2020 College Basketball Betting Power Ratings

2020 College Basketball Betting Power Ratings article feature image
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Ben Solomon/NCAA Photos via Getty Images.

In the beginning of each week, I will provide a summary of my updated power ratings, which I update every night as needed after reviewing adjusted box scores. My model rates an average team at 50.0.

I will not only provide the raw data update, but also share the biggest movers of the week in each direction.

To create projected spreads based on the power ratings below, simply take the difference between the two power rating numbers and then add in home-court advantage if the game is not being played on a neutral court.

Home-court advantage can be worth anywhere from 1.5 to 5.0 points based on historical regression, in addition to a myriad of other factors (travel, elevation, etc.) that I consider. You’ll see others use different values when it comes to home-court advantage, but almost everybody would agree it’s diminishing across the board over time.

These power ratings are meant to serve as a starting point, as many other factors come into play before I ever pull the trigger on a bet, such as the matchups for a particular game and potential situational angles.

I’ve had Kansas at No. 1 for quite some time, as I think the Jayhawks are the most complete team in college basketball — led by two potential first-team All-Americans.  Duke and Gonzaga follow Kansas, but then you’ll notice some new blood right behind that trio of schools you’re used to seeing at the top.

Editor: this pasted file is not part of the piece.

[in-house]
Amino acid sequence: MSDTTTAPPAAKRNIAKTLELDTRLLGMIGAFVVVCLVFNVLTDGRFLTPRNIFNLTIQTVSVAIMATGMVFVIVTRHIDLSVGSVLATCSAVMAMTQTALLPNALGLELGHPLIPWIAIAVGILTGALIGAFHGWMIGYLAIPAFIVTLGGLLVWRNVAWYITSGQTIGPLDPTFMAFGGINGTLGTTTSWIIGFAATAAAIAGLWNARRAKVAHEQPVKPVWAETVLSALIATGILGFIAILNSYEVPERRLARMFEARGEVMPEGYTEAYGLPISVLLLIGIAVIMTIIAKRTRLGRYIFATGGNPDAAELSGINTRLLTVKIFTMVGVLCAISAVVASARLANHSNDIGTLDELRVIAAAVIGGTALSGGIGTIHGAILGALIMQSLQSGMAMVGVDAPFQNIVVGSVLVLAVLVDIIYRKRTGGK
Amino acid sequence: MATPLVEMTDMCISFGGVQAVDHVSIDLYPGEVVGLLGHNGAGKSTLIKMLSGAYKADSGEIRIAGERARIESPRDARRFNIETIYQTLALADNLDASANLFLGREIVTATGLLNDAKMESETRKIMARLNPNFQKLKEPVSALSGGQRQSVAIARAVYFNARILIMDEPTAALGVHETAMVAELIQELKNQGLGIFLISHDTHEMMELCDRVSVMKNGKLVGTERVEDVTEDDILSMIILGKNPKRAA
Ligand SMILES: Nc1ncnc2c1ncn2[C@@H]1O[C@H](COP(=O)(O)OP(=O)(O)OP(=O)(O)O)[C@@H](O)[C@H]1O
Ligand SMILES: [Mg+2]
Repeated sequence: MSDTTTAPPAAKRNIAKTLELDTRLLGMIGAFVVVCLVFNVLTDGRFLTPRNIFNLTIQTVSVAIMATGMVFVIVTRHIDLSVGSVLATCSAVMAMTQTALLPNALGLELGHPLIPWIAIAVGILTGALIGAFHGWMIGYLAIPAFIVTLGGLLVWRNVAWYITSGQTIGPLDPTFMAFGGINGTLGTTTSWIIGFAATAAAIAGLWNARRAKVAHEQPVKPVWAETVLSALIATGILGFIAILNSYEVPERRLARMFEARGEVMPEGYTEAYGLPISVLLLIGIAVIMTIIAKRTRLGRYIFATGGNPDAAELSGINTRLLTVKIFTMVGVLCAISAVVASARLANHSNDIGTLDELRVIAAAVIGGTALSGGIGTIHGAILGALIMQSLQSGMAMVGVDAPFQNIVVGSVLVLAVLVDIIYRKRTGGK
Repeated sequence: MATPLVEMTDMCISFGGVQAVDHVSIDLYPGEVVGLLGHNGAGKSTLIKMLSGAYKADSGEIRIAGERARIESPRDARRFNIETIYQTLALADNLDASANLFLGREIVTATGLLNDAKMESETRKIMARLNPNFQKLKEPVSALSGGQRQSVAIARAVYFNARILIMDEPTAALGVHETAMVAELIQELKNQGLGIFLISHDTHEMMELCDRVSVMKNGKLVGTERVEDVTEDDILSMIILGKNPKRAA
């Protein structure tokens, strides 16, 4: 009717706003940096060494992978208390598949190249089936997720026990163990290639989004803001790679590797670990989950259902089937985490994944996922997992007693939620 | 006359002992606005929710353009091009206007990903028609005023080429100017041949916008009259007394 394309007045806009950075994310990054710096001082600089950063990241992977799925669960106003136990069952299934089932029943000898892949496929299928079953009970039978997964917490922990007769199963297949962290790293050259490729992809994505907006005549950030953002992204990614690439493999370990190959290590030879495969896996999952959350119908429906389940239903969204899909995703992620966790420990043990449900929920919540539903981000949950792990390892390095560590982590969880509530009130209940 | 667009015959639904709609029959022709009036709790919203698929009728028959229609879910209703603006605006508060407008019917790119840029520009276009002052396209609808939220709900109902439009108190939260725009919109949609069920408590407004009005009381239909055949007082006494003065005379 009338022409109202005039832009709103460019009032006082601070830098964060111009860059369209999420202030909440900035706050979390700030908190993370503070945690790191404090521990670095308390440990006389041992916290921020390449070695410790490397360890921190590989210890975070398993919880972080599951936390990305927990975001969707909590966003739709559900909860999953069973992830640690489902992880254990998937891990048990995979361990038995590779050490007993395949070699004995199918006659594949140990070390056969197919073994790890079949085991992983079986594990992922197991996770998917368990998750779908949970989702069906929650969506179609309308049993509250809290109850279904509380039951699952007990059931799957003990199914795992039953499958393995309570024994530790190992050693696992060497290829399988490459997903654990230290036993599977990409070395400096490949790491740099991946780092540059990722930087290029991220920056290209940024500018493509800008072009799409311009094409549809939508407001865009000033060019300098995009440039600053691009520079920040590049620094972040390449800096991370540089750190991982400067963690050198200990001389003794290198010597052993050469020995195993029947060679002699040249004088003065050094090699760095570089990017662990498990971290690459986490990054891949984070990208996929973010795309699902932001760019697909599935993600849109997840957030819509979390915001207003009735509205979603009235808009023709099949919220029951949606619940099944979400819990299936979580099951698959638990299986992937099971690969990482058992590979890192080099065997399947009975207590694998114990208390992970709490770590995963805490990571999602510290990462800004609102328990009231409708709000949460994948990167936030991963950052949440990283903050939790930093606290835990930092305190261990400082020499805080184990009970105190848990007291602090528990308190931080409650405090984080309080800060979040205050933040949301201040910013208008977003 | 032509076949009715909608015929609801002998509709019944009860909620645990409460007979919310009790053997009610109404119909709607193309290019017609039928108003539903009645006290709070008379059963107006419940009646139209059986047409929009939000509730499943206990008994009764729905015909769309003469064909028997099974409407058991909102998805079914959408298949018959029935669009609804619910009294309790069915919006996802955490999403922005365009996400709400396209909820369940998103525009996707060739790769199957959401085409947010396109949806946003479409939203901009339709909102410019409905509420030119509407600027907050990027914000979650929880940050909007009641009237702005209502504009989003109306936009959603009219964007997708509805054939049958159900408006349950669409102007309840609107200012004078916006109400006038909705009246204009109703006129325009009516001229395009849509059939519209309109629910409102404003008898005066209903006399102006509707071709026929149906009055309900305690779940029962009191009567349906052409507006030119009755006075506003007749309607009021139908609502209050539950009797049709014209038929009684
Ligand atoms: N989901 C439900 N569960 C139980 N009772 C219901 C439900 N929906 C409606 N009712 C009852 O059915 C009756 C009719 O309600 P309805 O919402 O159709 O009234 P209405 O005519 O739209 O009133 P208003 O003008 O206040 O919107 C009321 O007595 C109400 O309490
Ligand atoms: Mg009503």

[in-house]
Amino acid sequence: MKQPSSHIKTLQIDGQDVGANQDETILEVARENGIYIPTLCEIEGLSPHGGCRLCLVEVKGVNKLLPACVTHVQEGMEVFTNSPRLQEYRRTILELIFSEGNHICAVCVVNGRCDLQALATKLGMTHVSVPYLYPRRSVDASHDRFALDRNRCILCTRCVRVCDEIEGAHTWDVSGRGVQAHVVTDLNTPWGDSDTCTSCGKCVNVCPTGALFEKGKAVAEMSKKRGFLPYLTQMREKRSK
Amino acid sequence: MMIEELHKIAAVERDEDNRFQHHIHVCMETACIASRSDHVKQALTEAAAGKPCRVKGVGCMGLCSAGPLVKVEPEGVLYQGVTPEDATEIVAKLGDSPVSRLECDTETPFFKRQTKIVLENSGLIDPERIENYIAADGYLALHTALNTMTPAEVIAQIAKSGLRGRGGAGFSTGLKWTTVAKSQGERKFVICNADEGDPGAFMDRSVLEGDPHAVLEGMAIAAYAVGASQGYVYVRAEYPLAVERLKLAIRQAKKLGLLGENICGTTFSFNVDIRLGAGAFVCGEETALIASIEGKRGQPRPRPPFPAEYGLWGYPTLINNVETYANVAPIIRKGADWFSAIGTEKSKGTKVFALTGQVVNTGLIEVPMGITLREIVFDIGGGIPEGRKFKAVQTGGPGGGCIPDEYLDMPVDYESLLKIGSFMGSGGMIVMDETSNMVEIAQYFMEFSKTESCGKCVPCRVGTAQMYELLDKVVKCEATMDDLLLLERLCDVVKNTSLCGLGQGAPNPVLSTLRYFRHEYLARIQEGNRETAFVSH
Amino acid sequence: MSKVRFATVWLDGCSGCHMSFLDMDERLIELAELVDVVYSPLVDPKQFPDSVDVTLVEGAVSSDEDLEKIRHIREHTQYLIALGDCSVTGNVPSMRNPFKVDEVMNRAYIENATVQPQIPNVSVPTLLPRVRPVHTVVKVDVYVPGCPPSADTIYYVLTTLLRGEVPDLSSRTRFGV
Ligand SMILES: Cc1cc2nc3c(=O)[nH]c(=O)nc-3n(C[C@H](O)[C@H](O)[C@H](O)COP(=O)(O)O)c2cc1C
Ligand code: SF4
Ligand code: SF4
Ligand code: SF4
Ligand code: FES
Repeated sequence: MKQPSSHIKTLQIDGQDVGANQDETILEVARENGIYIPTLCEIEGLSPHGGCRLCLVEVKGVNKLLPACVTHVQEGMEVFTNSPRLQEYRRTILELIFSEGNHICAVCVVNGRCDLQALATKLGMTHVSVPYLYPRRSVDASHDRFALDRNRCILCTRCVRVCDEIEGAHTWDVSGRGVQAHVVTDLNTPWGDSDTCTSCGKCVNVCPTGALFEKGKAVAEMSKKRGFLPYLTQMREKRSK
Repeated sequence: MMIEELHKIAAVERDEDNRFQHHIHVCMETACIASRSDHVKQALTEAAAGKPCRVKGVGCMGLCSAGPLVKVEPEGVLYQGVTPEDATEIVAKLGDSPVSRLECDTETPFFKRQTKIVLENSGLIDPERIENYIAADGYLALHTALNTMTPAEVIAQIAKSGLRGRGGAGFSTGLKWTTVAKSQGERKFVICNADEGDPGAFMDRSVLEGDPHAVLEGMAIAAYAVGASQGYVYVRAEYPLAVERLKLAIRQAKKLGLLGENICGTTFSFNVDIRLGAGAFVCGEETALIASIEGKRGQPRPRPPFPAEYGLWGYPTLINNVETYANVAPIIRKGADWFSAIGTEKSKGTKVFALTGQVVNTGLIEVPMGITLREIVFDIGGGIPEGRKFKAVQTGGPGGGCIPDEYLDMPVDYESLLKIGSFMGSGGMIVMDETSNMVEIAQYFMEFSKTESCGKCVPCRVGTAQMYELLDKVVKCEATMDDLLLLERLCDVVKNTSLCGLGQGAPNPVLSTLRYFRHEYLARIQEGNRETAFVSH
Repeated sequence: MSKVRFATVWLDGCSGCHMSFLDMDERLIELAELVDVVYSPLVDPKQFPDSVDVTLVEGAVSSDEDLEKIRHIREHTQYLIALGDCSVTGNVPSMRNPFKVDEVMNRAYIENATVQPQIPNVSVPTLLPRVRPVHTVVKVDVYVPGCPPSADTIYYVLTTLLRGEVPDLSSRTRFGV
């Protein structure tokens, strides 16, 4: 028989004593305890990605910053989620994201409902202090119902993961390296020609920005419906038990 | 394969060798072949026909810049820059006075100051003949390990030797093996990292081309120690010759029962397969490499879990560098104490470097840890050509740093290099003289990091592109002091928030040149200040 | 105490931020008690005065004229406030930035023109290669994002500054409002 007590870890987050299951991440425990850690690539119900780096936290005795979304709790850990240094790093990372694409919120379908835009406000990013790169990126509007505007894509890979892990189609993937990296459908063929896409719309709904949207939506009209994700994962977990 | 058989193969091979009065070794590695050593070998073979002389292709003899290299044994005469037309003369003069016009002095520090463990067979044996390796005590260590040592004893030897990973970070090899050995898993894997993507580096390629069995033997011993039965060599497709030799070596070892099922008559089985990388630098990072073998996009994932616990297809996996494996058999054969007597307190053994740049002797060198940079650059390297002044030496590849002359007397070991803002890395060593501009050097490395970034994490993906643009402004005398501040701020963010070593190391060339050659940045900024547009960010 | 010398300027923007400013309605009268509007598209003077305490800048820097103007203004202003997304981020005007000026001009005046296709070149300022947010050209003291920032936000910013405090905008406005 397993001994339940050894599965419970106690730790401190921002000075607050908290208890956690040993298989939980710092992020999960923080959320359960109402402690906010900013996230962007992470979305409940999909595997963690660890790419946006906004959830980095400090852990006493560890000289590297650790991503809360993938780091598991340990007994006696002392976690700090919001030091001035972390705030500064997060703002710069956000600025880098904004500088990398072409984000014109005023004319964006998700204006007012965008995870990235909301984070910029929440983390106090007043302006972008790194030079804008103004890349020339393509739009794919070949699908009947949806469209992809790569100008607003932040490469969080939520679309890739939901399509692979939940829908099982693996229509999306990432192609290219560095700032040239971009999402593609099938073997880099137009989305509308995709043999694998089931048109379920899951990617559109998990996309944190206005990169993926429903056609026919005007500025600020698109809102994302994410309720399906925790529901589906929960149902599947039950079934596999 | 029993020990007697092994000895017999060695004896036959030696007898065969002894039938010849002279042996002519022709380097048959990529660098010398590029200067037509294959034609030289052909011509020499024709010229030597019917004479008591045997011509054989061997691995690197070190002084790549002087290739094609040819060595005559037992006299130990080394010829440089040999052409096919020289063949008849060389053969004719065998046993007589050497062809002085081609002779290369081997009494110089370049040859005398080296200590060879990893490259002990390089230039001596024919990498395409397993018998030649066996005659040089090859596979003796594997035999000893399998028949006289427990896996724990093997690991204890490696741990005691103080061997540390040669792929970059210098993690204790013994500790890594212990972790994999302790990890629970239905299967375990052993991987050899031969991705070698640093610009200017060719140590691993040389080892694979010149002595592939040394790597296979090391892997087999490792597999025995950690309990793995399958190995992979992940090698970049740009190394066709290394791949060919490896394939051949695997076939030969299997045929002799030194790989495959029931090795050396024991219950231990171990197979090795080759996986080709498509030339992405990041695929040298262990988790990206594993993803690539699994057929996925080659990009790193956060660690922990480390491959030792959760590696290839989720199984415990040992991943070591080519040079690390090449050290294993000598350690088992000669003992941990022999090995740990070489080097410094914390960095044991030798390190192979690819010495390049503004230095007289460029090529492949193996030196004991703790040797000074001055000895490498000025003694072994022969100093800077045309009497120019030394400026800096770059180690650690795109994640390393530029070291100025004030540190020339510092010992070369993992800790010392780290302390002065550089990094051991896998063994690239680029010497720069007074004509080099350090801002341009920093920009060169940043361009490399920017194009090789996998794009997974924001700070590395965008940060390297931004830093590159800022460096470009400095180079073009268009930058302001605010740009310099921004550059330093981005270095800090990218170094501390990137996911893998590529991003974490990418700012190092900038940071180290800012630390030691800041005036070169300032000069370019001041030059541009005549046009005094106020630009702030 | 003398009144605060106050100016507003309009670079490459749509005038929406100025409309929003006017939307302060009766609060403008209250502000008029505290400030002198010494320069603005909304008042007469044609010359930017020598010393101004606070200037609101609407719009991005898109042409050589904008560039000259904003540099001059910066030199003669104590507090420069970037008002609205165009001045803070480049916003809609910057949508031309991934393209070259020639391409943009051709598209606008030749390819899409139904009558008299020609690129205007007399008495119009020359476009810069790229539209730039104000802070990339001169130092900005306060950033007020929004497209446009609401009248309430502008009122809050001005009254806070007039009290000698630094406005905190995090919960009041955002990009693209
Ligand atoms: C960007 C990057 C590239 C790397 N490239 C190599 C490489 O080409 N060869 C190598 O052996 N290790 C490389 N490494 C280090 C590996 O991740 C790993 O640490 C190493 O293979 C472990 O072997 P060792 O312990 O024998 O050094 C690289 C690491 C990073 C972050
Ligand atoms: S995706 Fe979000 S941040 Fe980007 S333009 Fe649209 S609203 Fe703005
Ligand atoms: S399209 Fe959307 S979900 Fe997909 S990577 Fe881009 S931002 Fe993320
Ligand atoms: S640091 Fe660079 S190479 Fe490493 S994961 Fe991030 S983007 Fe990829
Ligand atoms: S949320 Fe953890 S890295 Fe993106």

To illustrate just how much parity there is in college basketball this season, I only have 2.0 points separating No. 14 and No. 35, so it doesn’t take much to move 10 spots in that range in just one night, depending on the results.

That’s especially the case in the Big Ten, as I have 10 teams in the conference in the top 30 and 12 of the 14 in the top 40 — the most of any conference by far.

College Basketball Power Ratings

Subtract the higher-rated team’s power rating from the lower-rated team’s, then add home-court advantage (HCA), to create a point spread.

For example, Kansas would be about a 5.5-point favorite at home against Duke, but Duke would be a 2.5-point favorite at home vs. Kansas.

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